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Febrile neutropenia; procalcitonin; C-reactive protein; prolonged profound neutropenia; invasive fungal disease
Management of fever in prolonged profound neutropenia remains challenging with many possible infectious and non-infectious causes. We investigated whether procalcitonin (PCT) is superior to C-reactive protein (CRP) in discriminating between different etiologies of fever in this setting.
CRP and PCT were tested daily during 93 neutropenic episodes in 66 patients. During this study period 121 febrile episodes occurred and were classified into four categories based on clinical and microbiological findings: microbiologically documented infection (MDI); clinically documented infection (CDI); proven or probable invasive fungal disease (IFD); fever of unknown origin (FUO). Values of PCT and CRP at fever onset as well as 2 days later were considered for analysis of their performance in distinguishing etiologies of fever.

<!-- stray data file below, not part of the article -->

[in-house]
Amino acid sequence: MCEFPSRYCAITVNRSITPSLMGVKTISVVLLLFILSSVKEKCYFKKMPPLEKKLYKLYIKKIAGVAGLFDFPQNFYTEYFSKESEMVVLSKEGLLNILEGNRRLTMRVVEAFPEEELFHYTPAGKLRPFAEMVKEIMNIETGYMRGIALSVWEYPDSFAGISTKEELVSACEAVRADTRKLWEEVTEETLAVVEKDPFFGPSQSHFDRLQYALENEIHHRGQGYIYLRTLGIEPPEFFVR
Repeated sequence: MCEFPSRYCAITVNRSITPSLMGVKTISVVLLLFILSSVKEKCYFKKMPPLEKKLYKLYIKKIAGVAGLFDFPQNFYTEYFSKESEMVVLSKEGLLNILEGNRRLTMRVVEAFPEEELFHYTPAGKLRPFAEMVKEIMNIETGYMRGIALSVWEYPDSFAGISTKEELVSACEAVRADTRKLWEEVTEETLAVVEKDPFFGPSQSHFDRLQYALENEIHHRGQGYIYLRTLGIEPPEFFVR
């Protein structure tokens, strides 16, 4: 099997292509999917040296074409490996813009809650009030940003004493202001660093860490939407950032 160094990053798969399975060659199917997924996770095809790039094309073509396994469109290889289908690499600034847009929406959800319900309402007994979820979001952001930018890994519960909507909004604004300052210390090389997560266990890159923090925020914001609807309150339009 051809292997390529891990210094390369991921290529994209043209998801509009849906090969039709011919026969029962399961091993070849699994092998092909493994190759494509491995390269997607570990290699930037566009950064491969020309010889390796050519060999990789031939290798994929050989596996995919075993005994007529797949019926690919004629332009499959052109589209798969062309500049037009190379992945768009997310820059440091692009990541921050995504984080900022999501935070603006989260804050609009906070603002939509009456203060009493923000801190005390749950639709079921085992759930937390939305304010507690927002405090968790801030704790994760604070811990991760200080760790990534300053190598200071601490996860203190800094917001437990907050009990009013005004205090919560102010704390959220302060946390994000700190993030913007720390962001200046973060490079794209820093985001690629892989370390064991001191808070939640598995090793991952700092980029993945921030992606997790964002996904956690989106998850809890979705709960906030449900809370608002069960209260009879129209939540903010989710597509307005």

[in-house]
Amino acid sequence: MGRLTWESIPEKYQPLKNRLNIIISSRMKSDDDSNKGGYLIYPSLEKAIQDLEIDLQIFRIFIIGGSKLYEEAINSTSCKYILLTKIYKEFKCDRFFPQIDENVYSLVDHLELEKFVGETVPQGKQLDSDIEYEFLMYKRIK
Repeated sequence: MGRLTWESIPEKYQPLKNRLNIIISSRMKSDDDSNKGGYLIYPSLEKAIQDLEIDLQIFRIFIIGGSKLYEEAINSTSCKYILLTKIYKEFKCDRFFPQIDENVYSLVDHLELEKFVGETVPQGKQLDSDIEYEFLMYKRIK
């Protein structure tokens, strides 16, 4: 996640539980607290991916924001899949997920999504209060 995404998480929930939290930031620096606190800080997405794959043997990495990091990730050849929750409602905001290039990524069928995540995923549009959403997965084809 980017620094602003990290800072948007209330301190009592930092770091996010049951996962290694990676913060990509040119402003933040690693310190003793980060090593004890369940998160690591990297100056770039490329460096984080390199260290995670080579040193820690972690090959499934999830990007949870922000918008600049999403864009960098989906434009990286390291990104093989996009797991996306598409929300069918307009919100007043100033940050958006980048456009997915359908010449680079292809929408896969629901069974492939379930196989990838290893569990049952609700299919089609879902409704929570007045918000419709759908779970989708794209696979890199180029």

At fever onset no significant difference in PCT values was observed between different etiologies of fever, whereas median CRP values were significantly higher in case of IFD (median 98.8 mg/L vs 28.8 mg/L, p=0.027). Both PCT and CRP reached their peak at a median of 2 days after fever onset. Median PCT values on day 2 showed no significant difference between etiologies of fever. Median CRP values on day 2 were significantly higher in IFD (median 172 mg/L versus 78.4 mg/L, p=0.002). In MDI median CRP values rose > 100 mg/L, whereas they did not in CDI or FUO.
PCT has no added value over CRP for clinical management of fever in prolonged profound neutropenia. When performing reassessment 2 days after fever onset, CRP has better discriminatory power between etiologies of fever.